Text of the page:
Likely the most common field for contests, magazines and journals use poetry contests to publish works that wouldn’t get picked up otherwise. They often charge a fee to submit, such as say, $5-$25, which in theory then gets put into a pool of money used to pay the contest payout (usually anywhere from $500 to $10,000, most commonly in the range of $1,000).
As an editor, I try to look at this practice realistically. It costs more to publish an experimental book of poetry because it’s harder to market. Publishers are asking themselves, who is going to buy this? The hard truth of the matter is that if you have a book of poems and you aren’t already a famous writer, it’s nearly impossible to get your book published. (Don’t believe me? Check out the bestselling books on Amazon and then look up their publisher submission guidelines. I’ll bet you the publisher isn’t open to submissions, or only accepts agented submissions. Now look up a list of agents who accept poetry. If you find one, send their name my way, because I haven’t seen any yet!)
Thus, contests. I think that these works are valuable and the contests can provide a way for publishers to fund such projects. Just because a book is unfamiliar to the reading public, doesn’t mean it’s not important. Would it be better if publishers funded these books a different way? Perhaps.
Poetry contests that publish individual poems work in a similar way. These often charge less than a manuscript submission because it’s less work to read individual poems.
Is it worth it?
IMHO, individual poem contests aren’t worth the cost. There are any number of paying, viable publications that take individual poems and pay good money for them. Unless you’re trying to publish a book, writers get less out of these contests. The exception is contests that charge a very small submission fee, as there’s less cost involved.
One way to gauge this is by cost. I have a 1% acceptance rate on Duotrope. That means I would have to submit 100 poems to get one acceptance. Now multiply that by the cost per contest entry. If each contest entry cost $20, that’s $2000. Now for a book, which might sell and gain me royalties, that might be a cost I’d consider. But for one poem? I’m more likely to submit those 100 times and earn back my imaginary contest fee.
“Literary” Short Fiction
Most short fiction contests are story contests that accept one individual story. There’s also flash fiction, micro fiction, themed contests, and anthology contests. Most reward the winners with a prize cash award and publication.
There are less short story manuscript contests than poetry contests. I think this comes from the fact that there are basically two types of poetry book: chapbooks, or shorter books, and full-length books. One reputable short story contest is the AWP Award Series, which awards $5,500 for a short story collection of 150–300 pages.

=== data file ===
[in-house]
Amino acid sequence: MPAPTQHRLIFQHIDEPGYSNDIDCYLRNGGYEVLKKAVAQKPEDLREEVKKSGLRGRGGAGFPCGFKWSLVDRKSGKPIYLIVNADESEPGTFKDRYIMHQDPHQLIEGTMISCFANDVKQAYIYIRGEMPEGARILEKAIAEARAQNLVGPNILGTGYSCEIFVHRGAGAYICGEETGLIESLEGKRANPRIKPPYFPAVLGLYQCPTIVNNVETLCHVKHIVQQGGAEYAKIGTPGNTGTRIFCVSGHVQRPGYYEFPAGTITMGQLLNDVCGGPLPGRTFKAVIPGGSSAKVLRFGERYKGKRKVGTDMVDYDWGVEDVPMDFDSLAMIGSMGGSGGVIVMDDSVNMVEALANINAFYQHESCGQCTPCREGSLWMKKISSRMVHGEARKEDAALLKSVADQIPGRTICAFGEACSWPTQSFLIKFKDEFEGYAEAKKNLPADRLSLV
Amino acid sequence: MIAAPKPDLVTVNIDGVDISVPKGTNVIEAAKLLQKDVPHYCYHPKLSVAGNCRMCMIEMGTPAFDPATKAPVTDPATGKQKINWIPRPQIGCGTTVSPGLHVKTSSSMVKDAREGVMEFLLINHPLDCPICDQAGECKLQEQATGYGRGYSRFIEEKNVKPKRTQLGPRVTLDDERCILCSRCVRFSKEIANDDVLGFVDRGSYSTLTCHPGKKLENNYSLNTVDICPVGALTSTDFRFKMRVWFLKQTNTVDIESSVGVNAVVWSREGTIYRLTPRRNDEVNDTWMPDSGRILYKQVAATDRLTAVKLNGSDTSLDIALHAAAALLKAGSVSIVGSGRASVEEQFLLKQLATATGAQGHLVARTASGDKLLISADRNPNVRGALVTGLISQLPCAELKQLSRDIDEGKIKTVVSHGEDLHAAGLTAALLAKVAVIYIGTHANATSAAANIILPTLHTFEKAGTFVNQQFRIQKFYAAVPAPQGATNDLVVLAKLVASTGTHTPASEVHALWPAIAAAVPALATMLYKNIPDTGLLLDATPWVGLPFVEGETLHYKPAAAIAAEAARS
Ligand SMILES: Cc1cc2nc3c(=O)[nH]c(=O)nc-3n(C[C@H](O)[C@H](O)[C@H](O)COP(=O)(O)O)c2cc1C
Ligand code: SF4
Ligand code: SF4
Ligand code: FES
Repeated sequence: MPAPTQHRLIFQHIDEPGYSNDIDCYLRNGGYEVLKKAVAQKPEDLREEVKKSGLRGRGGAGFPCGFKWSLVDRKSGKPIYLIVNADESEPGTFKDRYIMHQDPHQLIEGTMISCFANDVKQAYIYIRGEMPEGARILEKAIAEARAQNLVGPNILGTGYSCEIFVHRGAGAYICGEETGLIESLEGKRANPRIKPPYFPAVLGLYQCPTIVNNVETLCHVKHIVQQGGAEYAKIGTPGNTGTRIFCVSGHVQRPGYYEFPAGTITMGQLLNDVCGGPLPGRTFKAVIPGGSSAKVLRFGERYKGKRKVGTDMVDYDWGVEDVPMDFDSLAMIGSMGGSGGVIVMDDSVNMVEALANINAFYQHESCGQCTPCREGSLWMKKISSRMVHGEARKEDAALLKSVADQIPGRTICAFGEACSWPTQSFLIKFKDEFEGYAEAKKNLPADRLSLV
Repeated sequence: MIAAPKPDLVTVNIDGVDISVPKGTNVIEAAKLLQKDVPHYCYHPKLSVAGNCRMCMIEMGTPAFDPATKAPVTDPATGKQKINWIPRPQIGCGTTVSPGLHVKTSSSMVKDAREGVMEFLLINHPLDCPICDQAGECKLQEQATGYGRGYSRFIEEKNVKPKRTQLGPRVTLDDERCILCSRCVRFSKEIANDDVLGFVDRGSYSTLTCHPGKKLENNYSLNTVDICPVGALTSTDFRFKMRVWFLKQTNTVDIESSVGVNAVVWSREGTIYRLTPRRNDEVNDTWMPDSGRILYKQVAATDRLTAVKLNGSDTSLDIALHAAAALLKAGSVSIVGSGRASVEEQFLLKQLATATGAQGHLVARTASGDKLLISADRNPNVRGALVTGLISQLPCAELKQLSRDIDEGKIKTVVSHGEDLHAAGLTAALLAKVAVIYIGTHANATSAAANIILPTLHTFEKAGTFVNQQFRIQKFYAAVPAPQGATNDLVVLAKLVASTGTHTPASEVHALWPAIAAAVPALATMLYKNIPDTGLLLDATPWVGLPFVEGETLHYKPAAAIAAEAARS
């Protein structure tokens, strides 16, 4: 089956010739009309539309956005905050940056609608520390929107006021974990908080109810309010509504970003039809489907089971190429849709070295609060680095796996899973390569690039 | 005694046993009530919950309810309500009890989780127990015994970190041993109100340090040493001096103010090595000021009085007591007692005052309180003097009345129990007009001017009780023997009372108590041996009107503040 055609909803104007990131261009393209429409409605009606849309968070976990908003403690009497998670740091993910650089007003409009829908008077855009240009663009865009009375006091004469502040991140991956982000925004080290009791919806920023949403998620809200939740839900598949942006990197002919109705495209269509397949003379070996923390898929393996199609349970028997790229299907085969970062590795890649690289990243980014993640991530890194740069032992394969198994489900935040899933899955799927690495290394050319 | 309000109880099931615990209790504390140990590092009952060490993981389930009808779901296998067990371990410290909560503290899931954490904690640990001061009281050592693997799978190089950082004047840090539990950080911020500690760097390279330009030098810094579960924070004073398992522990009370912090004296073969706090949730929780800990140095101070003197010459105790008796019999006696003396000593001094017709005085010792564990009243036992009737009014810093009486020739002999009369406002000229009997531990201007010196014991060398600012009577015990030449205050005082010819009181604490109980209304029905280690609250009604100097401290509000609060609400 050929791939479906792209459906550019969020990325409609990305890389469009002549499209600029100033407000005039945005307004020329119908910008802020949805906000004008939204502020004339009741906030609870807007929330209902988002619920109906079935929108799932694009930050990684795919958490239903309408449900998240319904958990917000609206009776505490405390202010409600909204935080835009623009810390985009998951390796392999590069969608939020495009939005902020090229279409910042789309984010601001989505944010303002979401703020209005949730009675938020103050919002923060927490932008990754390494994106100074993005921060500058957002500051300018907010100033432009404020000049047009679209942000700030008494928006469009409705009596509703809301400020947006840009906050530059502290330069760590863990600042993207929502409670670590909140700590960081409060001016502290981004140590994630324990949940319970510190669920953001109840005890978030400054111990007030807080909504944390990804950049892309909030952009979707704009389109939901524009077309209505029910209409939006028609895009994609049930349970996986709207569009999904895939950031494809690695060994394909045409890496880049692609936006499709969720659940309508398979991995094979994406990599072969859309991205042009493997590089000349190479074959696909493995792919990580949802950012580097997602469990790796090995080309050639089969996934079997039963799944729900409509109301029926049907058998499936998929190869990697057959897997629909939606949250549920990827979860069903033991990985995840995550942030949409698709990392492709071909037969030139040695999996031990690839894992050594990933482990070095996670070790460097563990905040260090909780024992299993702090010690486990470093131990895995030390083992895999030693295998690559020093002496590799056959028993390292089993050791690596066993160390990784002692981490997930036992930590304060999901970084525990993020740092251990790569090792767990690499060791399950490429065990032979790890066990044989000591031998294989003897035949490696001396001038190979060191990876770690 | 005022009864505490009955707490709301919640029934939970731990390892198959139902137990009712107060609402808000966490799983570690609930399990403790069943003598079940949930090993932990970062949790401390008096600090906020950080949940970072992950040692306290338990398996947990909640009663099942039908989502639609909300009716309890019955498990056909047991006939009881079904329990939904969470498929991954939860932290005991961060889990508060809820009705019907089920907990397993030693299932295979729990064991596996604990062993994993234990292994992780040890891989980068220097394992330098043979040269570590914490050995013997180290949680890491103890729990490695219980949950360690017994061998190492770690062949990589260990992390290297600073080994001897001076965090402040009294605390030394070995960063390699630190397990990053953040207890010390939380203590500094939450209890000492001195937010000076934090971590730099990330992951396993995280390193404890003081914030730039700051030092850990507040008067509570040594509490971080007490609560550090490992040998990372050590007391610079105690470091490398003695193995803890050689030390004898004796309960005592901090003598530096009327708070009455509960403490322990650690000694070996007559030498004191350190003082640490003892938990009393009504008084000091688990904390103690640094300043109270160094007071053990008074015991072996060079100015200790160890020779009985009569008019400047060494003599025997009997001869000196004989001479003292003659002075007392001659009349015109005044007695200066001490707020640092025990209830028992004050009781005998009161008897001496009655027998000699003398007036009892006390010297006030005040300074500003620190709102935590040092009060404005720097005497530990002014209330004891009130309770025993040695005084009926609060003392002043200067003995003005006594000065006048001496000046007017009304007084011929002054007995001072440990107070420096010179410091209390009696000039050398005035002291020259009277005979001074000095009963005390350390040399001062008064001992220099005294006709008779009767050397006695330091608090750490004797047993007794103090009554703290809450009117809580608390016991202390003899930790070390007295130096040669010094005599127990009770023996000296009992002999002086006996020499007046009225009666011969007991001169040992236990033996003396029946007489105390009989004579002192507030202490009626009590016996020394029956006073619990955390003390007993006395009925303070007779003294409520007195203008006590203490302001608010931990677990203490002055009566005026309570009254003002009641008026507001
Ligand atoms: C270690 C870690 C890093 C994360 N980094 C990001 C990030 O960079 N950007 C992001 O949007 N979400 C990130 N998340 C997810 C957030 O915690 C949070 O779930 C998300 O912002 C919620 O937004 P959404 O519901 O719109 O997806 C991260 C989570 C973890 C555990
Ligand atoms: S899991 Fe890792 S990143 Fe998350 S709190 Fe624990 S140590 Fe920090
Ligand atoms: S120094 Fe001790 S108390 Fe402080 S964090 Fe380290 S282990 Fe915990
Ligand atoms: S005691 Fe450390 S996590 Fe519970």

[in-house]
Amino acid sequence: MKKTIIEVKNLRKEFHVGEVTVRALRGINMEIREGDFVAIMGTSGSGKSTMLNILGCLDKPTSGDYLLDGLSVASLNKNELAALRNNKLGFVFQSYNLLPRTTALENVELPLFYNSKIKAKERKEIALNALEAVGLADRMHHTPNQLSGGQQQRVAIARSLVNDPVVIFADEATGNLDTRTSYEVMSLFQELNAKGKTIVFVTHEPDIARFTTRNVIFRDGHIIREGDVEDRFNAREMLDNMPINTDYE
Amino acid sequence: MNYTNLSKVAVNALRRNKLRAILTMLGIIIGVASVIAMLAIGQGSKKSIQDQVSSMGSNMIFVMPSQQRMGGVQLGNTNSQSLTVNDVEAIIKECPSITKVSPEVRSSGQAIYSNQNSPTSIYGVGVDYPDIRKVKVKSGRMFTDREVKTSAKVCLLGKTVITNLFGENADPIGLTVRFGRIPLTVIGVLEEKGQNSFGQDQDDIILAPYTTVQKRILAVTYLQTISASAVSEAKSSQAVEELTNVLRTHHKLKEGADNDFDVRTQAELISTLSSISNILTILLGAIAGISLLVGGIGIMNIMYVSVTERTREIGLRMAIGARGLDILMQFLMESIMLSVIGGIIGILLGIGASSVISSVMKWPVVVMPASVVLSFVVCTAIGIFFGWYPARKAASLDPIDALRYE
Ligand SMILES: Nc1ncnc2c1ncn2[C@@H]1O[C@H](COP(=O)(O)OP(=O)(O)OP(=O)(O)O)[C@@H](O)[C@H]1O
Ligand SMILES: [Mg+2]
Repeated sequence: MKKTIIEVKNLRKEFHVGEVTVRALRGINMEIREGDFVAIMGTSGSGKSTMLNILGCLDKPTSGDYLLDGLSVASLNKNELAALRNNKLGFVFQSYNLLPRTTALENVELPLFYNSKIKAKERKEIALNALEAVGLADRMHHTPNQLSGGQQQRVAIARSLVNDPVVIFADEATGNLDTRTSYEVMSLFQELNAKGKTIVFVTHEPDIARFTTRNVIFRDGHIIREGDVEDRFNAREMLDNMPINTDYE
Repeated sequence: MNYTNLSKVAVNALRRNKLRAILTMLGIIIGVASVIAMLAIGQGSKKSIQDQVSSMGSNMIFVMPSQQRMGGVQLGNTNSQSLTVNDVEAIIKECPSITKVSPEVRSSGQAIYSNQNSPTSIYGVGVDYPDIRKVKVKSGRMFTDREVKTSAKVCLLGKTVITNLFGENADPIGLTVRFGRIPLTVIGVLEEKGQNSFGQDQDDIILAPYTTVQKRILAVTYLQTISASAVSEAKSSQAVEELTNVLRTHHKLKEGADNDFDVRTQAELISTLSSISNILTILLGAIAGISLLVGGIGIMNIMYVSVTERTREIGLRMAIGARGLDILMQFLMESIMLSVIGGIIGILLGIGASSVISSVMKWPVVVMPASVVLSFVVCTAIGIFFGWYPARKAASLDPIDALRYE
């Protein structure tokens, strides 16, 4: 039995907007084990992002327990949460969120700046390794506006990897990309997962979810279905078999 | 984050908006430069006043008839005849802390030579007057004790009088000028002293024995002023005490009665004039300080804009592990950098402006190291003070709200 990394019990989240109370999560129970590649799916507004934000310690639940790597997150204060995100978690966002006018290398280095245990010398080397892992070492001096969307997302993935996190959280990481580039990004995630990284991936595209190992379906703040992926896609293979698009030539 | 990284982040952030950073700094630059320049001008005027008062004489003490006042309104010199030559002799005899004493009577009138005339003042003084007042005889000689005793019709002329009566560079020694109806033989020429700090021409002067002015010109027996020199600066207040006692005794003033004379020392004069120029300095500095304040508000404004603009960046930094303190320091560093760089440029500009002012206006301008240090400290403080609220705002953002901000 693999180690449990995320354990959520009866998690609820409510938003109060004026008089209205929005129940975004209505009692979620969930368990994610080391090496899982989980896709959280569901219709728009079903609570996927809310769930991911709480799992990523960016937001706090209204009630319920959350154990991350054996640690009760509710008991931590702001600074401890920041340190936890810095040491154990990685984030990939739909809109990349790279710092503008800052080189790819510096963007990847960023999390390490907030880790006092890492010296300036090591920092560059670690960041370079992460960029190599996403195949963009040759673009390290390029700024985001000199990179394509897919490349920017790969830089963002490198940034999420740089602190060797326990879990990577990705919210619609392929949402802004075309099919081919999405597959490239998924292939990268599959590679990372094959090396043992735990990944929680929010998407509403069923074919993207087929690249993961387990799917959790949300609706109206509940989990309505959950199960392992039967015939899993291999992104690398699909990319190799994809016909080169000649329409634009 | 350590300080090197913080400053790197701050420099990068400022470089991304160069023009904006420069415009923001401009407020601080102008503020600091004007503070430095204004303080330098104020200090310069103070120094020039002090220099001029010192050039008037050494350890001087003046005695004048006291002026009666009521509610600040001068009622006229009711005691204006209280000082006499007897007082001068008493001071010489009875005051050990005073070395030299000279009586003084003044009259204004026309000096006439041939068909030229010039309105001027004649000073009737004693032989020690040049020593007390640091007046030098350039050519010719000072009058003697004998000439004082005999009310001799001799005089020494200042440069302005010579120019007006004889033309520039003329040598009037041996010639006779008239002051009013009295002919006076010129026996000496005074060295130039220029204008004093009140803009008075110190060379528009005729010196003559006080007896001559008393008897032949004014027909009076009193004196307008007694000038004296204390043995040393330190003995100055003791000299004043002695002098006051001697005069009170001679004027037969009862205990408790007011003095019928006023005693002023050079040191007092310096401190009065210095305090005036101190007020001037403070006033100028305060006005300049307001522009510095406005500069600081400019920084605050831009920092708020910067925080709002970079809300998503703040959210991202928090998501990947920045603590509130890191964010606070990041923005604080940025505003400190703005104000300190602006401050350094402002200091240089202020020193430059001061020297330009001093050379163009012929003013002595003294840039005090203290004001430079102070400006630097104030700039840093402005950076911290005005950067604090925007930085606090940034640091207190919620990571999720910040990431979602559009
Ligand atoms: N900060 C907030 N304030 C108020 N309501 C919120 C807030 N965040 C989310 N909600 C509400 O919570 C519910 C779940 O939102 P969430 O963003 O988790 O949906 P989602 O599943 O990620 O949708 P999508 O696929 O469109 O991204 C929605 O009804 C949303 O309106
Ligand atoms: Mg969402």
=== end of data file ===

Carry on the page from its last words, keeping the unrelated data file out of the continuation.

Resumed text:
Is it worth it?
One way to gauge whether a short story contest is worth the effort is recognition. Is the contest recognizable enough to make a difference? If it’s a contest no one knows about, the win isn’t likely to make much of an impact on your writing career. It probably won’t draw an agent to your work, and it may only be a boost for your ego.
A better route for gaining recognition as a short story writer is to submit widely and often, to reputable magazines and journals, and build your career so that when you do want to consider making a short story collection, agents are interested because of the high quality of places you’ve published. (This is still quite hard to achieve, but it’s perhaps better than spending lots of money on contest fees.)
That being said, I do have a writer friend who won a Syfy channel contest and her story was turned into an animated short, which is pretty rad. However, her work is in the realm of SFF, which leads me to . . .
Science Fiction, Fantasy, and Horror
There are very few reputable SFF contests for previously unpublished books. In general, most folks in the SFF world look down on contests that charge fees as being scams (perhaps with good reason.) That being said, there are some fun contests for short fiction worth looking into that don’t charge fees to submit:
- Dream Foundry’s short story contest
- Escape Artists Flash Fiction Contests
- Jim Baen Memorial Short Story Award
- Contests run by conventions like the New England Science Fiction Association Short Story Contest
Post-Publication Awards for SFF Works
There are very many reputable awards for previously published SFF books and short stories. However, in comparison to “literary” awards where either the author or publisher may nominate a book, SFF awards often choose works based on nominations from industry professionals or members of an awarding organization (such as SFWA, which nominates for the Nebulas). This means that generally the author cannot submit their own book, and may present a barrier to entry for indie authors.
Below is a list of the top SFF post-publication awards in no particular order:
- World Fantasy Awards
- Hugo Awards
- Otherwise Award (Formerly James Tiptree, Jr. Award)
- Compton Crook Award
- The Philip K. Dick Award
- BSFA Awards
- Nebula Awards
- John W. Campbell Memorial/Theodore Sturgeon Awards
- Locus Awards
- Arthur C. Clarke Award
- SFPA Awards (for speculative poetry)
Is it worth it?